The knee is a complicated hinge joint. It is made up of bones, muscles, tendons and ligaments. These components in combination enable us to stand, sit, pivot and walk up and down stairs.

The most common disease to the knee joint is Arthritis. The word Arthritis literally means inflammation (‘Arth’ is joint, and ‘it is’ inflammation). There are several forms of Arthritis. Osteoarthritis is the most common form, and the knee is the most common joint affected.

When the knee joint has been damaged by trauma or disease such as Arthritis, degeneration of the bony surfaces will occur.

The bony surfaces are covered with a protective skin called articulating cartilage. It is this protective coat that wears and causes raw bone to rub on raw bone.

Overtime the joint slowly erodes until the underlying bone is exposed. For the individual the knee becomes painful. This can manifest as swelling, instability, and discomfort.

Similar to hip surgery, knee surgery is indicated when you have advanced osteoarthritis of the knee joint and non-operative measures (eg. weight loss, anti-inflamatories , physiotherapy etc) are no longer controlling your pain.


A Total Knee Replacement (TKR) procedure, also referred to as Total Knee Arthroplasty (TKA), is a surgical procedure which involves resurfacing your knee joint and replacing the arthritic parts with artificial metal or plastic prosthesis components.

The surfaces of the thigh and shin bones are replaced with high resistant metallic components called the femoral component and tibial baseplate. Between the femoral component and tibial baseplate a plastic insert is implanted.

This replaces the cartilage function allowing the thigh and shin bone to slide on each other. It is not to remove the whole joint, but merely to resurface the diseased or traumatised bony edges.

People with a stiff, painful knee that makes it difficult to perform even the simplest of movements and interferes with daily activities despite trying other non-operative measures such as anti-inflammatory medication, activity modification and joint rehabilitation exercises without significant improvement may be candidates for Total Knee Replacement Surgery.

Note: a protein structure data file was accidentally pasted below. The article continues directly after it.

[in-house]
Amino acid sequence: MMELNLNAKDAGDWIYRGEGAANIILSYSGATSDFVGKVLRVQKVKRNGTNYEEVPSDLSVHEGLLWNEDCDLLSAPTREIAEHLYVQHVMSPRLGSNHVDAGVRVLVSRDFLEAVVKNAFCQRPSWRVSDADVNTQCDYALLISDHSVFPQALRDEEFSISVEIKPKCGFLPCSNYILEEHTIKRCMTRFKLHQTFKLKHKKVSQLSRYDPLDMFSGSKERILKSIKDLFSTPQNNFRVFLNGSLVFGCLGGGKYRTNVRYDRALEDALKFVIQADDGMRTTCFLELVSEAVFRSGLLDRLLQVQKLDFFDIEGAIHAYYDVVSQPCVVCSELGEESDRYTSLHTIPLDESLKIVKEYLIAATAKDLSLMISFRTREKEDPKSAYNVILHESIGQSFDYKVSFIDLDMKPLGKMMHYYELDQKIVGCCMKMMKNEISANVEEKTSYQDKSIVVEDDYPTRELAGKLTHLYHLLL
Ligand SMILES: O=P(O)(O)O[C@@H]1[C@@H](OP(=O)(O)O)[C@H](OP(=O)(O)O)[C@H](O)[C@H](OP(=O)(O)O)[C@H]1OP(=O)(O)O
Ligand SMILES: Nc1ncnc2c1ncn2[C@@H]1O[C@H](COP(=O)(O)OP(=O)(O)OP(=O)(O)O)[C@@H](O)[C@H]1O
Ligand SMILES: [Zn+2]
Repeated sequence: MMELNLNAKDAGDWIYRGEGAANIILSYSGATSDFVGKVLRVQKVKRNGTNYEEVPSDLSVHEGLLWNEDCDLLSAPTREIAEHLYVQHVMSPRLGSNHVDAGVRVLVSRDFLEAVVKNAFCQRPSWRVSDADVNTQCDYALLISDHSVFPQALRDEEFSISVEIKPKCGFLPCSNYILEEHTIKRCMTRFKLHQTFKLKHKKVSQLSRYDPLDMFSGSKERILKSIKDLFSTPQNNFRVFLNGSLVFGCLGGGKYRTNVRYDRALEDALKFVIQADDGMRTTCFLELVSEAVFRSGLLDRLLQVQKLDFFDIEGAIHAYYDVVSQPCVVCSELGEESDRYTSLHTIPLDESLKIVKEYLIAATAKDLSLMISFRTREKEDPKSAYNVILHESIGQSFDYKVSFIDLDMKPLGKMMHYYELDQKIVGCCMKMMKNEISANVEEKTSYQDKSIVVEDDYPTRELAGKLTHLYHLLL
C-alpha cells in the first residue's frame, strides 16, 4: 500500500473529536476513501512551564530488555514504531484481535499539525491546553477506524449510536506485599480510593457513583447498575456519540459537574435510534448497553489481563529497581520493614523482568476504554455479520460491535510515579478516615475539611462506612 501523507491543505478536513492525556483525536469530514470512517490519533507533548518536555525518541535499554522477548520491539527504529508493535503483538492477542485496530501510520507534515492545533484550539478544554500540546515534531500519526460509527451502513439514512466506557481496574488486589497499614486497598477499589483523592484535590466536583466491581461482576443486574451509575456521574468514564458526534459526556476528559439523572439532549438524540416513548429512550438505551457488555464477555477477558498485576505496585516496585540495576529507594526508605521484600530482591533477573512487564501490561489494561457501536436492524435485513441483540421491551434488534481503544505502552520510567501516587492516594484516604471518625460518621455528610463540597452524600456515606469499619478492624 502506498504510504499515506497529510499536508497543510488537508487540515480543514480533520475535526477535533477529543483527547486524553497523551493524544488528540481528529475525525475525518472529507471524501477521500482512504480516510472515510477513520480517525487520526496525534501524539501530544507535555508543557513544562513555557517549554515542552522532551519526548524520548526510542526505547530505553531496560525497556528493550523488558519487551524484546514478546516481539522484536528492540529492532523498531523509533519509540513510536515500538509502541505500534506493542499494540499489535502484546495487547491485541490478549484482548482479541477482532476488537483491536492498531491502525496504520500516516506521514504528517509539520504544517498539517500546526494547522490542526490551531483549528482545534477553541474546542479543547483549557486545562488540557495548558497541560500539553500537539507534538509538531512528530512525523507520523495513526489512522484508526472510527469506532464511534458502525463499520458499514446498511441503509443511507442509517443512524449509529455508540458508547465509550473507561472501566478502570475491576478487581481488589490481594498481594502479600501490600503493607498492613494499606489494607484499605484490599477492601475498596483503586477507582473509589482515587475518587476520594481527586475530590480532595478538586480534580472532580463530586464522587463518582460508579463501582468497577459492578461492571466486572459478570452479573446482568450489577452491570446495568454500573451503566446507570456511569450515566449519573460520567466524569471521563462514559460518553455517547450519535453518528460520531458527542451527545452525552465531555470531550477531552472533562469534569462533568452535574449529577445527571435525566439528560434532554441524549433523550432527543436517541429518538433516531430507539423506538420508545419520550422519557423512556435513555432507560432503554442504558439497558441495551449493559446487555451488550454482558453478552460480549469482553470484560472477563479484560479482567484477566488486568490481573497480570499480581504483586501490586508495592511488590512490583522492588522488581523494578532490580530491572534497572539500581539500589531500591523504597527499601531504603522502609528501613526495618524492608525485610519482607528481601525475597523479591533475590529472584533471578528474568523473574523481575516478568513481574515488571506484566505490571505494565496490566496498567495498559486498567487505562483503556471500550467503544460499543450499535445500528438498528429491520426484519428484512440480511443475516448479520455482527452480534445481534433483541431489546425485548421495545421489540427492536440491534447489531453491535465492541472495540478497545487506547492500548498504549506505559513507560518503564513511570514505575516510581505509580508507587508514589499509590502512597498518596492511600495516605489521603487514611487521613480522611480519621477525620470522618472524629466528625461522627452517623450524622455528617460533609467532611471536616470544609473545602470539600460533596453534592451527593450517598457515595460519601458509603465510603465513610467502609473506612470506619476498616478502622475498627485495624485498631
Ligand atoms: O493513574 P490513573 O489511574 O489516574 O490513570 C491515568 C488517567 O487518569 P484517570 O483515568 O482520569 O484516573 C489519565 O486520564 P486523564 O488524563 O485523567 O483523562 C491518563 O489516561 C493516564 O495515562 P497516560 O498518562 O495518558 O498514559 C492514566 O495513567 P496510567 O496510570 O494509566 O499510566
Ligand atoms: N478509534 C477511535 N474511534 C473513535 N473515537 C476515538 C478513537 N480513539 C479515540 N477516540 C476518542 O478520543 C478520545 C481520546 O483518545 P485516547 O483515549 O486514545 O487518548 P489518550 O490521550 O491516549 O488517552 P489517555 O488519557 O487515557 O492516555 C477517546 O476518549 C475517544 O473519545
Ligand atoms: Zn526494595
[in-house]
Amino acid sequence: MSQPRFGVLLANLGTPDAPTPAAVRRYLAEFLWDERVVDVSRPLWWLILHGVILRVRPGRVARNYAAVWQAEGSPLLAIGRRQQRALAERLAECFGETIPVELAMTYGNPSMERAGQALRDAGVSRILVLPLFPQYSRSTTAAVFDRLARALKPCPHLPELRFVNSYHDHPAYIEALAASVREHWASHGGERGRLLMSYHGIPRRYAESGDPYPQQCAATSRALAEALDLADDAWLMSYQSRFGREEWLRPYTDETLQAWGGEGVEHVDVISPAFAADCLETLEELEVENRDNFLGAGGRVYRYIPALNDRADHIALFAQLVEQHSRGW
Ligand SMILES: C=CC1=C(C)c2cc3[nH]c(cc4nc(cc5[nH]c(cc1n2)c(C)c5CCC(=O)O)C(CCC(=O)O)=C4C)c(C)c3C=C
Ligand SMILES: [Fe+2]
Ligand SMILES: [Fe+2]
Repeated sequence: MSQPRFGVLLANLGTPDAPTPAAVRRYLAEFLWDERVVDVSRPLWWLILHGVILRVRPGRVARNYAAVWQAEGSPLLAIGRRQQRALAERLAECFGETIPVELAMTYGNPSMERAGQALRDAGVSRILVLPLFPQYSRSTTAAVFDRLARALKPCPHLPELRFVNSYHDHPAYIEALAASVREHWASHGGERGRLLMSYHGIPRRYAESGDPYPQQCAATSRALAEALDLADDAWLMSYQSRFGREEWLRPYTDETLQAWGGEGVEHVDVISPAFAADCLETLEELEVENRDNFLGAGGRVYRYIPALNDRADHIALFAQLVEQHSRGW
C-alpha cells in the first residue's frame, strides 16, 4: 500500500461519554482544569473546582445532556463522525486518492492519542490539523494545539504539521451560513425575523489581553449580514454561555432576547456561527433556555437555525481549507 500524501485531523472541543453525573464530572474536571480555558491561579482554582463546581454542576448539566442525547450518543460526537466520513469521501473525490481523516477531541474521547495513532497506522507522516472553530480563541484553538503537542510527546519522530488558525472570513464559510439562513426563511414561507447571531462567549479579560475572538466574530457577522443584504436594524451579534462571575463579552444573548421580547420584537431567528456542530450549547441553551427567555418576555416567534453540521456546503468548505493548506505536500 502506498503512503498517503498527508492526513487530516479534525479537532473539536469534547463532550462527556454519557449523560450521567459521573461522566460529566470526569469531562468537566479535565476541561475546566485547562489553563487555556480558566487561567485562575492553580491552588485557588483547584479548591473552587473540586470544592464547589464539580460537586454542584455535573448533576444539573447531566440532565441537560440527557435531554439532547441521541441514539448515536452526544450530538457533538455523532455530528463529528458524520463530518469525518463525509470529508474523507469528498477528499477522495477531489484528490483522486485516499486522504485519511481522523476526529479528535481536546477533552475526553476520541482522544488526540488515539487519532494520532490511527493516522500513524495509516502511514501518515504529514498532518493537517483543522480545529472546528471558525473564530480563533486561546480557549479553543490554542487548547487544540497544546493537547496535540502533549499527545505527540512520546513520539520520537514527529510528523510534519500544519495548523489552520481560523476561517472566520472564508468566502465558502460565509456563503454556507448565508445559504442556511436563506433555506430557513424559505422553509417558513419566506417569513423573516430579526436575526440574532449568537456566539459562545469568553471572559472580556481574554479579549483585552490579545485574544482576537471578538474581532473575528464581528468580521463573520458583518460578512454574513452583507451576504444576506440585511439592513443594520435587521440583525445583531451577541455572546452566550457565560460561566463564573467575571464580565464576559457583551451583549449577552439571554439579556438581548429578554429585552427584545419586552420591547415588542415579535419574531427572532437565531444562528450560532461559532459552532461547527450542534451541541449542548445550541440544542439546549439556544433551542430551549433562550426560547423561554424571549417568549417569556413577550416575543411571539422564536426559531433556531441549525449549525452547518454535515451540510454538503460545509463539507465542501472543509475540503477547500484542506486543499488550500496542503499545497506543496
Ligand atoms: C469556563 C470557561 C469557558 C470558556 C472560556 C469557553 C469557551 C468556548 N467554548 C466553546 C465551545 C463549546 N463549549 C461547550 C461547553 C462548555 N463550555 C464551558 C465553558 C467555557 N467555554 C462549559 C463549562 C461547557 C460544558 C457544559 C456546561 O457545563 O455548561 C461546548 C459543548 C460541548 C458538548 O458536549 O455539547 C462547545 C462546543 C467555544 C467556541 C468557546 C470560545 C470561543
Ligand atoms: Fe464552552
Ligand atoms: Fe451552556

The main benefits of a successful Total Knee Replacement are a significant reduction in the symptoms of arthritis.

These include:

A reduction in knee pain. The pain will be rapidly and dramatically reduced and usually eliminated.

Recovery of mobility. Your knee will function with less effort, almost regaining your original mobility.

Improvement in quality of life. Your everyday activities and your social life will no longer be limited by pain and reduced mobility.

Patient Specific Instrumentation (PSI)

Technical advances have given us new materials and new instrumentation to replace your problem knee. Mr Booth prefers to perform the knee replacement using patient specific instrumentation for most patients unless there is a specific reason otherwise. This involves analysing a diagnostic image of your leg and creating a surgical instrument in collaboration with a team of engineers that is tailored specifically to fit the exact shape of your knee.

Patient Matched Technology enables precise preparation of your bone in surgery for accurate implanting of the prosthesis leading to a less traumatic procedure and to ensure the knee replacement is well aligned.

Once Mr Booth has diagnosed that a Total Knee Replacement procedure is needed you will be required to have a CT scan of your leg at least 3 weeks prior to your scheduled surgery date.

A plastic 3D model is then created using the image of the CT scan. This enables Mr Booth to select the best implant for you. Using the 3D model of your knee Mr Booth then, in collaboration with a team of bio-medical engineers develops the surgical instruments to be used on your knee.

Mr Booth will receive these patient matched instruments along with a plastic replica of your knee prior to your surgery date.